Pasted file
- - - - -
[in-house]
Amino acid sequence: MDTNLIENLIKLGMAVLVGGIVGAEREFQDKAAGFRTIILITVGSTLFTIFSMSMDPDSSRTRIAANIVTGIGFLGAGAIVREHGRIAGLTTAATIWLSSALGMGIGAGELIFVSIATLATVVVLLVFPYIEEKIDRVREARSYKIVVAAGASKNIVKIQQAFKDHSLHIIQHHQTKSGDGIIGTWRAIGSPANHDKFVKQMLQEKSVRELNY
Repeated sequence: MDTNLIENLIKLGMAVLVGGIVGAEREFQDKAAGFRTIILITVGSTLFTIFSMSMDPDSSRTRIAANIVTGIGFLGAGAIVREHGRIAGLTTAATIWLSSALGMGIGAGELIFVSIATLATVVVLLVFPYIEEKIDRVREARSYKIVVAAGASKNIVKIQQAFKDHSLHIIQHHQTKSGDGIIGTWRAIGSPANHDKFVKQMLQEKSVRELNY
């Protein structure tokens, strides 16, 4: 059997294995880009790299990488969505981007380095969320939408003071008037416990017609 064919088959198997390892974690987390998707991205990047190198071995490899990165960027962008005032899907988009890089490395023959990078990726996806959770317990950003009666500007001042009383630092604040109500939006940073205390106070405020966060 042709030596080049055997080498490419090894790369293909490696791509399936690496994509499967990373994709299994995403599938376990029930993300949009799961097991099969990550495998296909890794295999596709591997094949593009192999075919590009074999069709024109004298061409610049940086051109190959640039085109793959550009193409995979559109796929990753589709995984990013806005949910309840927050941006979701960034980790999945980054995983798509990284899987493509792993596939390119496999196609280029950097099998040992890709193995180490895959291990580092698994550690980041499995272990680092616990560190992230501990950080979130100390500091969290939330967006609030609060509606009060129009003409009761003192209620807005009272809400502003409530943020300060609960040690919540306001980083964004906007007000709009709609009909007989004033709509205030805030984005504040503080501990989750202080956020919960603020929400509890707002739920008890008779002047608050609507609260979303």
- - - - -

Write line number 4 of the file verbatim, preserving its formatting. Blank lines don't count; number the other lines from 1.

């Protein structure tokens, strides 16, 4: 059997294995880009790299990488969505981007380095969320939408003071008037416990017609 064919088959198997390892974690987390998707991205990047190198071995490899990165960027962008005032899907988009890089490395023959990078990726996806959770317990950003009666500007001042009383630092604040109500939006940073205390106070405020966060 042709030596080049055997080498490419090894790369293909490696791509399936690496994509499967990373994709299994995403599938376990029930993300949009799961097991099969990550495998296909890794295999596709591997094949593009192999075919590009074999069709024109004298061409610049940086051109190959640039085109793959550009193409995979559109796929990753589709995984990013806005949910309840927050941006979701960034980790999945980054995983798509990284899987493509792993596939390119496999196609280029950097099998040992890709193995180490895959291990580092698994550690980041499995272990680092616990560190992230501990950080979130100390500091969290939330967006609030609060509606009060129009003409009761003192209620807005009272809400502003409530943020300060609960040690919540306001980083964004906007007000709009709609009909007989004033709509205030805030984005504040503080501990989750202080956020919960603020929400509890707002739920008890008779002047608050609507609260979303």